I've developed a model that performs electrical load forecasting by taking as input the following, in 1 hour resolution:

  • Future 24 hours of temperature
  • Historical load from 1 year ago with best matching temperature
  • Historical load from 2 years ago with best matching temperature
  • Historical load from 3 years ago with best matching temperature
  • Historical load from 4 years ago with best matching temperature

The output is the predicted future 24 hours of electrical load, in 1 hour resolution. This is using an LSTM sequence to sequence model, though I don't believe the model matters.

I have 10 years of data, split so that the train and test data are 5 years each. Because I'm using historical data, the 'historical load' inputs will sometimes be from a future year if the time being forecast is early in the period of available data. For example, if the train dataset is from 01-jan-2008 to 01-jan-2013 and a forecast is being performed at 01-june-2010 then the historical loads will be from 2008, 2009, 2011, and 2012.

Now, when this model is used in production I want it to be able to pull the four historical days from as large a pool as possible. So instead of picking historical load from each of the past four years, it will pick the best historical load from each of the past ten or so years, then pick the best four out of those.

  1. Is it valid for the model to use historical data from the training set when running in inference mode?
  2. What about doing the same when evaluating the model on the test dataset?

I can imagine that by using the same inputs in the test and train situations the network may have over-fit those inputs and will produce an output that it has somewhat memorized. But, I'm not quite sure if this is a big issue or if there's anything else I haven't thought of - hence my qustions :)


1 Answer 1


If your LSTM uses "future" data in training, then this is not necessarily overfitting, but it is a textbook example of "data leakage" in a time series context. This is of course invalid, and if at all possible, you should try to avoid this.

Whether this degrades your LSTM's performance compared to a clean training setup we can't tell. Try both and see whether it does. I would be more concerned that it might make you believe your predictions would be more accurate than they truly will be.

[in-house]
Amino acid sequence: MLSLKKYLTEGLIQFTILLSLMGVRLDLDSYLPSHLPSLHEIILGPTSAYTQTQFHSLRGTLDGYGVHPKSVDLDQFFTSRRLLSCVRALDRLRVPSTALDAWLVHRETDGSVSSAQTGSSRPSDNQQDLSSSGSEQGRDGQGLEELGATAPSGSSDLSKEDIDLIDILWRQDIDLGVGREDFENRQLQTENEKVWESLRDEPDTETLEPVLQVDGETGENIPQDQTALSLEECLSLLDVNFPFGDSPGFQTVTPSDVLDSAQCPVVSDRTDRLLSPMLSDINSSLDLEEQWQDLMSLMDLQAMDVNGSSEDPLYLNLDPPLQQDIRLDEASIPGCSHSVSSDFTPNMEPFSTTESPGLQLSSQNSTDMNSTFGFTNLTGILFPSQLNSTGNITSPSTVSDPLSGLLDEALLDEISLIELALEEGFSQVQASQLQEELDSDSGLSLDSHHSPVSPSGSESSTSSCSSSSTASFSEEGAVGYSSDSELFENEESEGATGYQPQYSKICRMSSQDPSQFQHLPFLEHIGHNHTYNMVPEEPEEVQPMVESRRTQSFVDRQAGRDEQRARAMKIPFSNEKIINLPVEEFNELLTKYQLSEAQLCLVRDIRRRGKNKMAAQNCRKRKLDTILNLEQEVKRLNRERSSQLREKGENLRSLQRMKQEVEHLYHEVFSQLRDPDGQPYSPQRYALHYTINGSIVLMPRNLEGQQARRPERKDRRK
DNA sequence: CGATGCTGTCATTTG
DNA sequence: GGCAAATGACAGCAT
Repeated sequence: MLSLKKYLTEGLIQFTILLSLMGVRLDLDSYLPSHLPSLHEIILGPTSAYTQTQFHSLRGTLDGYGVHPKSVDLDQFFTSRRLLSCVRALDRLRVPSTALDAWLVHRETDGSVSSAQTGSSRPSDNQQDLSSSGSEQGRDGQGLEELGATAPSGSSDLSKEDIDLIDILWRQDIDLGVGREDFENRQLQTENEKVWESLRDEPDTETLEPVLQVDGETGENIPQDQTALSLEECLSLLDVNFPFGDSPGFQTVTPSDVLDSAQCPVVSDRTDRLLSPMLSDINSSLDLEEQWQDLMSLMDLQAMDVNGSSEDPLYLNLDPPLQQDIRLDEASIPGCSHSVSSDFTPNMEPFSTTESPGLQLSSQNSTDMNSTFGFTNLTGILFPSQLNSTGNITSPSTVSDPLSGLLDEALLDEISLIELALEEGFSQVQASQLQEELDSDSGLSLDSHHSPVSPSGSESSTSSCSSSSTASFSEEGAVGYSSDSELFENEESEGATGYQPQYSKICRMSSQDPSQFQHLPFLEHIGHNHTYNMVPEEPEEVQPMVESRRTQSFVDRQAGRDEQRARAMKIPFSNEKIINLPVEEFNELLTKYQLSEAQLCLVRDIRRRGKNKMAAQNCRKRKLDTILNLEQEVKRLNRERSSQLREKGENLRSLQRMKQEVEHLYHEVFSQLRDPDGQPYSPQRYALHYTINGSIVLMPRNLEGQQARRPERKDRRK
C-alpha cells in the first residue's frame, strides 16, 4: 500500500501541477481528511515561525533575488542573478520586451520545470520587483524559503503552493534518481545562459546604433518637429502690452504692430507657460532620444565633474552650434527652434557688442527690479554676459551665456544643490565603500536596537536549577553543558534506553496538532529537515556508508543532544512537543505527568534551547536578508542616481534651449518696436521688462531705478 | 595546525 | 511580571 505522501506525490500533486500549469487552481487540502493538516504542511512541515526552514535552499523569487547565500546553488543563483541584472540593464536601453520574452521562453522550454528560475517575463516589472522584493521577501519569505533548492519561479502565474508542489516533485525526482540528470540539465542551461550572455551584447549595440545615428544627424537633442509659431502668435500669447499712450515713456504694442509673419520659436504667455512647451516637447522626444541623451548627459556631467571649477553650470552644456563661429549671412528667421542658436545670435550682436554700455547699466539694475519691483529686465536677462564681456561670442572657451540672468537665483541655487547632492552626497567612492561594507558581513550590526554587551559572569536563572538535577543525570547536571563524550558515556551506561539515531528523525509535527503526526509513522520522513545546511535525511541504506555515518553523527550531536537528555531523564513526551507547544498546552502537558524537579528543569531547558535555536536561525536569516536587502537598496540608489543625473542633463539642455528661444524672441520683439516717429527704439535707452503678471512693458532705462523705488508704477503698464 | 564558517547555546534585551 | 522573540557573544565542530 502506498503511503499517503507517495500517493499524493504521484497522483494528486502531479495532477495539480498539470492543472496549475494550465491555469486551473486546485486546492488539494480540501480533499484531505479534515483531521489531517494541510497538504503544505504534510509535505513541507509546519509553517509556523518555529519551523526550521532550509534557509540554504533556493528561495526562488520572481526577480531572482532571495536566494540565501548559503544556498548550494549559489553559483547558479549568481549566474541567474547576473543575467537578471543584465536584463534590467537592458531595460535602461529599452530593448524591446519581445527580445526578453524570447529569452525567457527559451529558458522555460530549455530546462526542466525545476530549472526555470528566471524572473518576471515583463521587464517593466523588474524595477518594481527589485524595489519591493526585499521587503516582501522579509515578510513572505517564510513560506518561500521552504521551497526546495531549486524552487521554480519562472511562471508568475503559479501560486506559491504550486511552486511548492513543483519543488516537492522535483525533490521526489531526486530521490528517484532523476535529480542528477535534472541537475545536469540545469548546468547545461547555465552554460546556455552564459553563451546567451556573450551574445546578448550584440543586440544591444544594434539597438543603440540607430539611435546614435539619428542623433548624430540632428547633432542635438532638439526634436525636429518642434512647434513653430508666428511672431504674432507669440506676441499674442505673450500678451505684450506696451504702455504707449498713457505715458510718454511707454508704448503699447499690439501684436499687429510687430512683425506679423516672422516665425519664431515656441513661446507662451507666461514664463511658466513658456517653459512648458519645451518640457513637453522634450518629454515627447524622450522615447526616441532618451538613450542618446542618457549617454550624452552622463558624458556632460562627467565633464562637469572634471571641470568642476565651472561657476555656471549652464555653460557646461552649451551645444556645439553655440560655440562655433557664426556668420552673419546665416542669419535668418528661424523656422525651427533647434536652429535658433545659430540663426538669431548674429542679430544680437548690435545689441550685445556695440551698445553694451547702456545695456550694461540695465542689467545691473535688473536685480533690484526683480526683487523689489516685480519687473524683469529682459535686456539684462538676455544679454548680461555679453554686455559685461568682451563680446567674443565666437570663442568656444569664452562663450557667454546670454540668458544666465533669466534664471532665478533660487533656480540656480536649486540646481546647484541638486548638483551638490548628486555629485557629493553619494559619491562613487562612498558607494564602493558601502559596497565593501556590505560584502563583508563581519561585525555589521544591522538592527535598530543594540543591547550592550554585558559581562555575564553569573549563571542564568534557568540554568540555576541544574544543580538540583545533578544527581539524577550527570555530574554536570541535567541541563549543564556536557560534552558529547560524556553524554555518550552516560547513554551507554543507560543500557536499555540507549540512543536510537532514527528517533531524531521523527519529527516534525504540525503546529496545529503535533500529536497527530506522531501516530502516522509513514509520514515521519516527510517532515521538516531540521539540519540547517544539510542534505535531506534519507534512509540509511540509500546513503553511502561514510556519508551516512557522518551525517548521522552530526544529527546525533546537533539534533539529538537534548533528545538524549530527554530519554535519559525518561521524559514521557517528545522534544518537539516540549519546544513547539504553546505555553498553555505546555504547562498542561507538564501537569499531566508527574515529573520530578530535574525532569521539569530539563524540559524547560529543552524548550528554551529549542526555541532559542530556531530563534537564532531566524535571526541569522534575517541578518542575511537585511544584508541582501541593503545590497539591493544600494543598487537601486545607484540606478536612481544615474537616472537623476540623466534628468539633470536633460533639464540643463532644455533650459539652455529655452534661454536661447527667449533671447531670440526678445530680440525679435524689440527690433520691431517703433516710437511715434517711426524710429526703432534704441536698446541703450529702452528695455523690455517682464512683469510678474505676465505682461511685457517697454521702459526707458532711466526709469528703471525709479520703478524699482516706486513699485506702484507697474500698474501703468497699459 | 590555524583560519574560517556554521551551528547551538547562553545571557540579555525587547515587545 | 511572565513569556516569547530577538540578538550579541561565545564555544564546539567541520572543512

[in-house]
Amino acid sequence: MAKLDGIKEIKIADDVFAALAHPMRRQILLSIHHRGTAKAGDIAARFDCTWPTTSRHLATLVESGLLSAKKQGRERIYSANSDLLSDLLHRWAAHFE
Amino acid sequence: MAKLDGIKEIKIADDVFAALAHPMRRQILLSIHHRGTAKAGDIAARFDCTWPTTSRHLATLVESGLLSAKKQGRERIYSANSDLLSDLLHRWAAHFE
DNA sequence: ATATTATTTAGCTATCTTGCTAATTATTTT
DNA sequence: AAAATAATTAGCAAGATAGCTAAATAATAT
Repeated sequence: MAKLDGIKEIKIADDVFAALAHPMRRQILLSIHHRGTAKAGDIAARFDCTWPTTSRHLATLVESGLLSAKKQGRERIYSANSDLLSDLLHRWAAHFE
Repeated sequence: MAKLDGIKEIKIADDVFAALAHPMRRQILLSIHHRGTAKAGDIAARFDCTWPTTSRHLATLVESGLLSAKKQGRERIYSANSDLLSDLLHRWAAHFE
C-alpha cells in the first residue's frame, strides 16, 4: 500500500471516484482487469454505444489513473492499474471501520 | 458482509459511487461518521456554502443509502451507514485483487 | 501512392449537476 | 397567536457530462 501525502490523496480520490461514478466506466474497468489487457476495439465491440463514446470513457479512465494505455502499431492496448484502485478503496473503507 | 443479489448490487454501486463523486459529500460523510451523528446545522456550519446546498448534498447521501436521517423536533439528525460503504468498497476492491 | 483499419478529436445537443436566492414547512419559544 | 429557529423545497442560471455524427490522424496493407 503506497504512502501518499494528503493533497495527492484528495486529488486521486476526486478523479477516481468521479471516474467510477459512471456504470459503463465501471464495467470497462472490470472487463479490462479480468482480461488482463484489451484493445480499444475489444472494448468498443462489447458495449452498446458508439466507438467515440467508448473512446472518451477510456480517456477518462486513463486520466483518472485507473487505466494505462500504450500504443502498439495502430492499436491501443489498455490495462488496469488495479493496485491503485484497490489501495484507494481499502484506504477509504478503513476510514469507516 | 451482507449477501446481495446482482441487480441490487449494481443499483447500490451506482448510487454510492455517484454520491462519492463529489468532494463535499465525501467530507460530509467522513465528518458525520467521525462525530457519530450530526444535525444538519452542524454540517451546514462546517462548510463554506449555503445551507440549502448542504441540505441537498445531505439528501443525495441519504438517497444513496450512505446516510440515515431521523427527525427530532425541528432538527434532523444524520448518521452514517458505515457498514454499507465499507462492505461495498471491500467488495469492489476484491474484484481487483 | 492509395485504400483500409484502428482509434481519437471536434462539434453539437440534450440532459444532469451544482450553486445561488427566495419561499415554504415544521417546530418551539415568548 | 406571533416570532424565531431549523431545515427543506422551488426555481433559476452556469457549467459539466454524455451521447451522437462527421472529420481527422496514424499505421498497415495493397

Also, have you included the fact that in production, you will need temperature forecasts? This adds a source of uncertainty and error that will propagate to your power demand predictions. (It's often surprisingly hard and expensive to get historical forecasts - historical actuals are easier to get. Also, you would need to use the correct "vintage" of temperature forecasts, e.g., three-day-ahead temperature forecasts for forecasting load three days ahead, and five days for five days etc.)

  • $\begingroup$ I've certainly thought about the fact that that providing future information may be giving the forecaster a "crystal ball" - to rationalise this I have made the assumption that trends and patterns are consistent over the full 10 years of available data. So, learning patterns from the future should not help it to forecast the past. Temp forecasts is likely not an issue as the historical data is quite inaccurate - and you are right past forecasts are very difficult to get! The system is currently running live and performing very well, so that's a positive sign at least. Thanks for your points $\endgroup$
    – fishstix44
    Commented Jul 26, 2018 at 8:02

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